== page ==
A former Apple employee has revealed images of what he claims is one of the earliest iPhone prototypes.
The photos, which were published by Ars Technica on Monday, are said to be an in-house version of the iPhone from early 2005, more than two years before the original iPhone launched in 2007. The anonymous employee who shared the images of the prototype worked on various Apple hardware projects in the early 2000s, he said.
This early Apple prototype was created before the iPhone had started to take on the smartphone shape that we know today. It is five inches by seven inches, and is almost two inches thick, with USB ports, an Ethernet port and a serial port.
Ars Technica's source said that these ports were never intended to be included in the final product. Rather, they were used in the development prototype to make it easier to work the device. "At that early date, no one knew what [the final device] would be," the former Apple employee said.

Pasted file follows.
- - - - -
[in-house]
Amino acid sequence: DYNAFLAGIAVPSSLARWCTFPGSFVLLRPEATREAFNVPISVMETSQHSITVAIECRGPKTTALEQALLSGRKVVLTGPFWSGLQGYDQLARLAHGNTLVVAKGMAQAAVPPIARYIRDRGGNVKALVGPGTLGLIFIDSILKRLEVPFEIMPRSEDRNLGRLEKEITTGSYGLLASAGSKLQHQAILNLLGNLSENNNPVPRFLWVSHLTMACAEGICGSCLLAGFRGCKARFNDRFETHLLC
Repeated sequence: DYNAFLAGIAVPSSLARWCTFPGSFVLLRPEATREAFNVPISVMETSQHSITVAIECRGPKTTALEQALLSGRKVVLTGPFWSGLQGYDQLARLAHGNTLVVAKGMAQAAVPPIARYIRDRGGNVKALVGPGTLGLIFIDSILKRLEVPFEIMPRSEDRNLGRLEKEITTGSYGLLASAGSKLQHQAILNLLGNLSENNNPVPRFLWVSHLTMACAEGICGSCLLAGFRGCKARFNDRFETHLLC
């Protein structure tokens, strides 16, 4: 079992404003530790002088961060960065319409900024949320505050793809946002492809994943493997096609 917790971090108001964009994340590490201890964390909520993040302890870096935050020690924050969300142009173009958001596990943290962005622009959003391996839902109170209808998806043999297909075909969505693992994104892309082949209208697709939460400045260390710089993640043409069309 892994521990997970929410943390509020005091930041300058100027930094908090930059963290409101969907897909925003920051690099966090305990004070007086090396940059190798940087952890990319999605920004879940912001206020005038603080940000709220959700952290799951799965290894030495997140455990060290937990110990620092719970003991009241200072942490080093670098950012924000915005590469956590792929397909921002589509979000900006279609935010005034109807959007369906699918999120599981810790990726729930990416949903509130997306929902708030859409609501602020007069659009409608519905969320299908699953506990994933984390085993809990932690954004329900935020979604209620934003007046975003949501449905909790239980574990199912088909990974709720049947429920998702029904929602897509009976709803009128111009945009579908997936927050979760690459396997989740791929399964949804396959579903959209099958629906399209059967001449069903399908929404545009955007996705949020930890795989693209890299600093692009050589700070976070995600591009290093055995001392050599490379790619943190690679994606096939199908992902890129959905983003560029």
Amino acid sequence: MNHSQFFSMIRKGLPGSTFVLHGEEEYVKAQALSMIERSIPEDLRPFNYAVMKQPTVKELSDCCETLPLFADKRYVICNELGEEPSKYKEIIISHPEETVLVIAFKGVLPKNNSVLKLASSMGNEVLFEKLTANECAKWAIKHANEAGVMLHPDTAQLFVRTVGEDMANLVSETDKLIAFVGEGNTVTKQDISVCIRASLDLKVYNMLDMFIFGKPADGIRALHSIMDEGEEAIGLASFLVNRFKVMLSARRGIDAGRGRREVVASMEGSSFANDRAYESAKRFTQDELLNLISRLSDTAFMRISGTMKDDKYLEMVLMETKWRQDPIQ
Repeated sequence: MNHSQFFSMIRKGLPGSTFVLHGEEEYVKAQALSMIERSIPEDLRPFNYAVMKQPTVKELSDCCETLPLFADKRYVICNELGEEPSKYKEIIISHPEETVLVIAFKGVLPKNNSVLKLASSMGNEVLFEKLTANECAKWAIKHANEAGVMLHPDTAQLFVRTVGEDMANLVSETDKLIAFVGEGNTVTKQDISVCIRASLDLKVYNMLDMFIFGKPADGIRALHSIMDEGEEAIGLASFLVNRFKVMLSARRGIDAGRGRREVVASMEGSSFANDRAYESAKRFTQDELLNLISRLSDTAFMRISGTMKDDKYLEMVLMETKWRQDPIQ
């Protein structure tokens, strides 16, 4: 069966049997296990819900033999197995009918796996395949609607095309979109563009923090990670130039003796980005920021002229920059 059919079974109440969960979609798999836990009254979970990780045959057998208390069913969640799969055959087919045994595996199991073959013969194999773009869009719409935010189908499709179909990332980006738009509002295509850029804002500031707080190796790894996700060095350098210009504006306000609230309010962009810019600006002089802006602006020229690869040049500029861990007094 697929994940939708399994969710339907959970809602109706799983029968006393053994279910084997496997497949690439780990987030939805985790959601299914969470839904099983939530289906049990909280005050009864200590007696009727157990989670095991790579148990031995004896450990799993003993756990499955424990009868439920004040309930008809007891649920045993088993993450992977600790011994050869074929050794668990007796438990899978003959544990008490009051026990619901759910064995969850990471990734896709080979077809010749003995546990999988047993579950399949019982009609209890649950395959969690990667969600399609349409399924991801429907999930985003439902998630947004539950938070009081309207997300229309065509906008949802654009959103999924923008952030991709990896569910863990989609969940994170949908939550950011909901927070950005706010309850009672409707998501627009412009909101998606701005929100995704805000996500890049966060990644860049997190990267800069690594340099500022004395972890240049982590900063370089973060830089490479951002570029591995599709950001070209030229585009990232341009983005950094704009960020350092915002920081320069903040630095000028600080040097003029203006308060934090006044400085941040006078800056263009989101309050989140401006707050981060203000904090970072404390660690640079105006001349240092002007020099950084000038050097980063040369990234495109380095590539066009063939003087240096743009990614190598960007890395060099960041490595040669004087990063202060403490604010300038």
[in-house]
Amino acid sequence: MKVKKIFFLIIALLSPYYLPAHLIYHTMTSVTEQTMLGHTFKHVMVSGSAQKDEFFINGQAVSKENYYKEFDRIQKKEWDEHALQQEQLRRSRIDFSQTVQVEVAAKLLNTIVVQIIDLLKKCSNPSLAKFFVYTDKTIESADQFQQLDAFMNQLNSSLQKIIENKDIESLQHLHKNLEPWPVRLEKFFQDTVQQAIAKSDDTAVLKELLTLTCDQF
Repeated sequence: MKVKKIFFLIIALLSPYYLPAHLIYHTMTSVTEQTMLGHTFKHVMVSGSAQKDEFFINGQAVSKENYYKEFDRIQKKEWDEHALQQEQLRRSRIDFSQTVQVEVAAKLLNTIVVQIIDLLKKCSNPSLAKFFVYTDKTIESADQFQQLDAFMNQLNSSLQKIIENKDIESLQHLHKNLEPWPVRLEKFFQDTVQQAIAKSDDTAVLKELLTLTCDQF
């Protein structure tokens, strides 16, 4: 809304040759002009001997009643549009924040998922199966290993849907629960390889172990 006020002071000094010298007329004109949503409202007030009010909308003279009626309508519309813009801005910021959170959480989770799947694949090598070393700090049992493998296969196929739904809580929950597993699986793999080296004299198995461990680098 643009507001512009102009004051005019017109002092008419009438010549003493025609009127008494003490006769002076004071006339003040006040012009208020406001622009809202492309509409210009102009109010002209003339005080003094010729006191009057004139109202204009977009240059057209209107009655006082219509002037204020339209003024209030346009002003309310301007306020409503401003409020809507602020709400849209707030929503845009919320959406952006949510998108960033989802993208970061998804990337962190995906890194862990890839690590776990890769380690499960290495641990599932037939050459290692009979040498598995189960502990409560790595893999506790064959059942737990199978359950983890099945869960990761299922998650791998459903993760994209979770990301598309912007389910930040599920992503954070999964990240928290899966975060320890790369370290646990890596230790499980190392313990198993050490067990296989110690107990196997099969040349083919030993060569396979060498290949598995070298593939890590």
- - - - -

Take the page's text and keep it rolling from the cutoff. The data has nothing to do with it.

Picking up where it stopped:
As for the size of the device, the source noted that, while five inches by seven inches may seem large for an iPhone now, "at the time it was really impressive seeing basically a version of OS X running on it."
The source also provided images of some of the internal components that Apple used in the 2005 iPhone prototype. According to Ars Technica, the ARM chip found in the prototype looks like a variant of the Samsung S3C2410, a "distant relative of the chip the first iPhone ended up using, just older and slower."
Several other early Apple device prototypes have surfaced over the past year after being uncovered during the Samsung vs. Apple trials. In July, photographs of the earliest know iPad prototype from the early 2000s were discovered among court filings, and can be seen here.
In August, an alleged iPhone 4 prototype appeared on eBay, and sold for thousands of dollars. Earlier last year, an eBay seller sold an iPad prototype for $10,200, but may have landed in hot water after it was discovered that the prototype may have been stolen.